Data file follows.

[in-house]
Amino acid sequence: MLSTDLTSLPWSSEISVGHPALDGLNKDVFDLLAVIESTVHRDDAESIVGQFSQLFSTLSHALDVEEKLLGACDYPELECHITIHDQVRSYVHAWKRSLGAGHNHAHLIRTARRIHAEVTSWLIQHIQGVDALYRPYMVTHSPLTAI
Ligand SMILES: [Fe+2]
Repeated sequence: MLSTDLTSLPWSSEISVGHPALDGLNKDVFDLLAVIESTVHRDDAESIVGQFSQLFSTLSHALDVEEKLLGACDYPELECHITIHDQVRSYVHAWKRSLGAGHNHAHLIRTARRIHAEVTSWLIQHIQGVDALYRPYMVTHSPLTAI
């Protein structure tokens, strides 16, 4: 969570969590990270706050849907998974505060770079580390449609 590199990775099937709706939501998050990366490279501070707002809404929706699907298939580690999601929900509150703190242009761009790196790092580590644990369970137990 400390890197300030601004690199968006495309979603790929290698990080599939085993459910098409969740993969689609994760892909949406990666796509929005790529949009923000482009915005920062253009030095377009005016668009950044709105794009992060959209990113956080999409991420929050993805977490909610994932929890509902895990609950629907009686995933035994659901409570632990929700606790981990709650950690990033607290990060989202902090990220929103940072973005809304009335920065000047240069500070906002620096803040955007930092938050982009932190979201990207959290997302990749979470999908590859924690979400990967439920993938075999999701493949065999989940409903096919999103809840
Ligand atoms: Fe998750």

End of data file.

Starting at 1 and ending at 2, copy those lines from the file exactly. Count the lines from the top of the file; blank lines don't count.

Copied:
[in-house]
Amino acid sequence: MLSTDLTSLPWSSEISVGHPALDGLNKDVFDLLAVIESTVHRDDAESIVGQFSQLFSTLSHALDVEEKLLGACDYPELECHITIHDQVRSYVHAWKRSLGAGHNHAHLIRTARRIHAEVTSWLIQHIQGVDALYRPYMVTHSPLTAI